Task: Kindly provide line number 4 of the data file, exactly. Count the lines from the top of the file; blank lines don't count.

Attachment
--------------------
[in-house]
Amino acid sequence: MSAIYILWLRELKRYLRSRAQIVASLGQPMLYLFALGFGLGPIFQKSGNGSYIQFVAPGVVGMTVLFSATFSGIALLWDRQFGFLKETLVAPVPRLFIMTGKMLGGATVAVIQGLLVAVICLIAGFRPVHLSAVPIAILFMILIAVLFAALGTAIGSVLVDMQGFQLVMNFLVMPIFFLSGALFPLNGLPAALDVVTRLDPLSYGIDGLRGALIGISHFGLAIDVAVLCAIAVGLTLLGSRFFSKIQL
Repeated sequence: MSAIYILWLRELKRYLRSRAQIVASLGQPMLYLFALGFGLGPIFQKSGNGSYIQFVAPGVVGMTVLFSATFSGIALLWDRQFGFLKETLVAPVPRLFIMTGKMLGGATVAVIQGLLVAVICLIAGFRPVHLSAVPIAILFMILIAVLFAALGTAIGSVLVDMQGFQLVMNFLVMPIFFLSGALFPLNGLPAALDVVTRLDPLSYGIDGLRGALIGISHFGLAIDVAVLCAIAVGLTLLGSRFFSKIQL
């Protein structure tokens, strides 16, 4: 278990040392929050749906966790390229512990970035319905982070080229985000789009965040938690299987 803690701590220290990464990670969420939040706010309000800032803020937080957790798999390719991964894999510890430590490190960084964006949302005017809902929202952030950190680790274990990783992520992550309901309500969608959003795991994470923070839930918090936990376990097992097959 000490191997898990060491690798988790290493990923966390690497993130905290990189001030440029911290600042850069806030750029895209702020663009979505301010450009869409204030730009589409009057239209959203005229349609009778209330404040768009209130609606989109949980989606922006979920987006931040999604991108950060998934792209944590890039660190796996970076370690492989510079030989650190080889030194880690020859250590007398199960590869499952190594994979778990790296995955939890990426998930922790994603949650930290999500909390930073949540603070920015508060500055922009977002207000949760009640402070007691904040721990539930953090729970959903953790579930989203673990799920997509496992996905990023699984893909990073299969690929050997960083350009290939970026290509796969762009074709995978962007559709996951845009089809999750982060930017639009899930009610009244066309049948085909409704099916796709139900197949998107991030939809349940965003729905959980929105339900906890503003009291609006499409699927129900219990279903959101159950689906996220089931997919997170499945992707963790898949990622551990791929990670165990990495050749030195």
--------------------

């Protein structure tokens, strides 16, 4: 278990040392929050749906966790390229512990970035319905982070080229985000789009965040938690299987 803690701590220290990464990670969420939040706010309000800032803020937080957790798999390719991964894999510890430590490190960084964006949302005017809902929202952030950190680790274990990783992520992550309901309500969608959003795991994470923070839930918090936990376990097992097959 000490191997898990060491690798988790290493990923966390690497993130905290990189001030440029911290600042850069806030750029895209702020663009979505301010450009869409204030730009589409009057239209959203005229349609009778209330404040768009209130609606989109949980989606922006979920987006931040999604991108950060998934792209944590890039660190796996970076370690492989510079030989650190080889030194880690020859250590007398199960590869499952190594994979778990790296995955939890990426998930922790994603949650930290999500909390930073949540603070920015508060500055922009977002207000949760009640402070007691904040721990539930953090729970959903953790579930989203673990799920997509496992996905990023699984893909990073299969690929050997960083350009290939970026290509796969762009074709995978962007559709996951845009089809999750982060930017639009899930009610009244066309049948085909409704099916796709139900197949998107991030939809349940965003729905959980929105339900906890503003009291609006499409699927129900219990279903959101159950689906996220089931997919997170499945992707963790898949990622551990791929990670165990990495050749030195």